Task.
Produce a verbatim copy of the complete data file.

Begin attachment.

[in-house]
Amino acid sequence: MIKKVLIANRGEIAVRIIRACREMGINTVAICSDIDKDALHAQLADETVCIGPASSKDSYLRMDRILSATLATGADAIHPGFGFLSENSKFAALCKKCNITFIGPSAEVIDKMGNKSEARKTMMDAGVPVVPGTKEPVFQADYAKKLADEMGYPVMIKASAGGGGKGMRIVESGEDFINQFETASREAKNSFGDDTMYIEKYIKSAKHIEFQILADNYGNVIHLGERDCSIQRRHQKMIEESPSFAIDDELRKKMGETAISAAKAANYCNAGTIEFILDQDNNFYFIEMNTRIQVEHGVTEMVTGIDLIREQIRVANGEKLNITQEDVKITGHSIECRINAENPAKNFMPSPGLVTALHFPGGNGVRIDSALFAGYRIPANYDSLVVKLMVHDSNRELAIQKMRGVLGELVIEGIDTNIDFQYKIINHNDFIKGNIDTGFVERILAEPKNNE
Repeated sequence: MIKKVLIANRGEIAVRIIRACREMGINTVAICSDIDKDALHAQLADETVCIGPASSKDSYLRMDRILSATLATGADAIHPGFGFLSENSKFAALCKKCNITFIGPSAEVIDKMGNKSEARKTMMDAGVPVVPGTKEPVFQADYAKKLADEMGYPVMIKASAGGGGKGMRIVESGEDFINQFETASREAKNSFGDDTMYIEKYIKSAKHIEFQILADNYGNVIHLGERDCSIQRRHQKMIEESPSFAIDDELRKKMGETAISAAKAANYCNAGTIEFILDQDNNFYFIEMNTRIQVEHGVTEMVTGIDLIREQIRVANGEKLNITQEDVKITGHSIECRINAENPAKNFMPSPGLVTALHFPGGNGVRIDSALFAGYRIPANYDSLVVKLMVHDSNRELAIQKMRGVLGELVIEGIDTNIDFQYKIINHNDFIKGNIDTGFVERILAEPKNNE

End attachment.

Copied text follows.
[in-house]
Amino acid sequence: MIKKVLIANRGEIAVRIIRACREMGINTVAICSDIDKDALHAQLADETVCIGPASSKDSYLRMDRILSATLATGADAIHPGFGFLSENSKFAALCKKCNITFIGPSAEVIDKMGNKSEARKTMMDAGVPVVPGTKEPVFQADYAKKLADEMGYPVMIKASAGGGGKGMRIVESGEDFINQFETASREAKNSFGDDTMYIEKYIKSAKHIEFQILADNYGNVIHLGERDCSIQRRHQKMIEESPSFAIDDELRKKMGETAISAAKAANYCNAGTIEFILDQDNNFYFIEMNTRIQVEHGVTEMVTGIDLIREQIRVANGEKLNITQEDVKITGHSIECRINAENPAKNFMPSPGLVTALHFPGGNGVRIDSALFAGYRIPANYDSLVVKLMVHDSNRELAIQKMRGVLGELVIEGIDTNIDFQYKIINHNDFIKGNIDTGFVERILAEPKNNE
Repeated sequence: MIKKVLIANRGEIAVRIIRACREMGINTVAICSDIDKDALHAQLADETVCIGPASSKDSYLRMDRILSATLATGADAIHPGFGFLSENSKFAALCKKCNITFIGPSAEVIDKMGNKSEARKTMMDAGVPVVPGTKEPVFQADYAKKLADEMGYPVMIKASAGGGGKGMRIVESGEDFINQFETASREAKNSFGDDTMYIEKYIKSAKHIEFQILADNYGNVIHLGERDCSIQRRHQKMIEESPSFAIDDELRKKMGETAISAAKAANYCNAGTIEFILDQDNNFYFIEMNTRIQVEHGVTEMVTGIDLIREQIRVANGEKLNITQEDVKITGHSIECRINAENPAKNFMPSPGLVTALHFPGGNGVRIDSALFAGYRIPANYDSLVVKLMVHDSNRELAIQKMRGVLGELVIEGIDTNIDFQYKIINHNDFIKGNIDTGFVERILAEPKNNE